We’re all so used to seeing black cabs on the streets of London and other major cities around the UK, but the chances are you’ve never taken a step back to consider the long and rich history behind the Hackney Carriage.
To save you from digging out the history books, we’ve done the research and pulled out our seven favourite facts about London cabs.
A Hackney Carriage is the real name for a London Black Taxi and has been in existence since the 16th century, but of course they were horse drawn back then.
The first motorised taxis to hit London’s roads in 1897 were actually electric. The Bersey Electric Cab had a top speed of 12mph and a battery range of 50 miles. Nicknamed ‘hummingbirds’, due to the sound they made and their distinct yellow and black livery, they were soon found to be unreliable and expensive (oh, how things have changed) and were eventually taken off the roads in 1899.
A black cab driver is expected to know over 25,000 roads, 20,000 landmarks and memorise 320 routes within a six mile radius of Charing Cross. It can take up to four years to pass the exam – a year longer than a university degree!
The word ‘taxi’ comes from ‘taximeter’ – a machine used to calculate fares based on distance travelled and waiting time. The machine was created in 1891 by German inventor Friedrich Wilhelm Gustav Bruhn.
London black cabs are legally required to have a turning circle no greater than 25ft, which is incredibly tight compared to the average car, which is expected to turn in around 35ft. Legend has it that London cabs were designed to turn at tight angles in order to navigate the roundabout at the entrance of the Savoy Hotel.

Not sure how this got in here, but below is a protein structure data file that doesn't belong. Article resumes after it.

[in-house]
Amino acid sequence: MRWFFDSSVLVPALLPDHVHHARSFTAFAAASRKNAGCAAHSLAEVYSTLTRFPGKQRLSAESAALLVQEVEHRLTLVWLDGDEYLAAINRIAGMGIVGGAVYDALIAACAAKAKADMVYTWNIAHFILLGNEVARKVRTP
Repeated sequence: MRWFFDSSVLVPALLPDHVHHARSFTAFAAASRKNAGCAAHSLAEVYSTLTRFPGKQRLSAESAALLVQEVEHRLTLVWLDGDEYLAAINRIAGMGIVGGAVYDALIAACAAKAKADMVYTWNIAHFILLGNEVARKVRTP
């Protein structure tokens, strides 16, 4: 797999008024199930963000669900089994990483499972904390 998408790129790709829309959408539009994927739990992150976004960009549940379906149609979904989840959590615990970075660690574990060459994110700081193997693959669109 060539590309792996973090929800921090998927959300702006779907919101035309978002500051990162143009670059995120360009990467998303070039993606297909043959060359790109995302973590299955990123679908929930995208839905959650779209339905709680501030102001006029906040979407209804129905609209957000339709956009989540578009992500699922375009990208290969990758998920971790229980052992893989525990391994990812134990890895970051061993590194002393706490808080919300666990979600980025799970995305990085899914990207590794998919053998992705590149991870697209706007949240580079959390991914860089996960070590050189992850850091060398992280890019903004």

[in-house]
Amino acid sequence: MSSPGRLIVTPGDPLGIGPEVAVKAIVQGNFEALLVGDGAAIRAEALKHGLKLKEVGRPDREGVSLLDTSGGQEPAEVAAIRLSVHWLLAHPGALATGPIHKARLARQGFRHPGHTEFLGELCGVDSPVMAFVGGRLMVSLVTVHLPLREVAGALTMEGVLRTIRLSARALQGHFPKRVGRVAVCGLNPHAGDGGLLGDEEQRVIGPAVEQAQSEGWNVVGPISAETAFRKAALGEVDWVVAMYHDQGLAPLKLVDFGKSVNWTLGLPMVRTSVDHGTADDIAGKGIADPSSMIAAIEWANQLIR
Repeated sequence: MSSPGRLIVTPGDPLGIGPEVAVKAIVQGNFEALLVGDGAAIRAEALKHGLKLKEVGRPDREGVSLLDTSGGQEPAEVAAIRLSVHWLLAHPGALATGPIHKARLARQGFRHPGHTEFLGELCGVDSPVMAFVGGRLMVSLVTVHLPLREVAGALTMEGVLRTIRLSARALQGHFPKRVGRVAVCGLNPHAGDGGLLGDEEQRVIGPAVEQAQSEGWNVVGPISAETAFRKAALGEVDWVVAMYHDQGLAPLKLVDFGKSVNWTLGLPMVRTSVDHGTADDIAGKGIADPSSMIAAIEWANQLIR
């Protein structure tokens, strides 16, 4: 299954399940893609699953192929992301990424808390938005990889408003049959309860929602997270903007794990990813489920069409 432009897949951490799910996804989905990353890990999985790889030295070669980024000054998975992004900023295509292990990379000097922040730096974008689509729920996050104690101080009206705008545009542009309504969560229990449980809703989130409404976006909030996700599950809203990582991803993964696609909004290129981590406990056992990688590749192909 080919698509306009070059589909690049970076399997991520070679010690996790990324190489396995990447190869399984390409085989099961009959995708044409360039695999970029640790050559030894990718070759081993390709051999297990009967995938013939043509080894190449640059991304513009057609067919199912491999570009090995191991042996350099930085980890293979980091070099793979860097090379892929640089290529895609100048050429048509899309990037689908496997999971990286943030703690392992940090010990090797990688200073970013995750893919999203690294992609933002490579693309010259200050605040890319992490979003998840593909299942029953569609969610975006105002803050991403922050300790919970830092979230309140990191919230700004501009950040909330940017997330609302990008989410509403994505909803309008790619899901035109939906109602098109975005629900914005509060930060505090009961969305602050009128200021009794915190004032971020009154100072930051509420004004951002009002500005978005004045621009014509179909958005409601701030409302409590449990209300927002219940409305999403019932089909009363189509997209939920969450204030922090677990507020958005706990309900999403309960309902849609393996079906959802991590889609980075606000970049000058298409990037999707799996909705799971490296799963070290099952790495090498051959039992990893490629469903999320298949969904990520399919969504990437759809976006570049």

It is against the law to hail a London cab by shouting “Taxi!” in order to get the driver’s attention. Simply raise your arm to signal if a taxi has its orange light illuminated.
The fact is, they aren’t! The Austin FX3, which was the London taxi of choice between 1948 and 1958, came in black as standard and were more expensive in other colours. For a buyer purchasing a whole fleet of taxis, keeping the vehicles in the standard would prove far more cost effective. Hence, black cabs were seen across London. Today you’ll see cabs in just about every colour under the sun and they are often covered in advertising.
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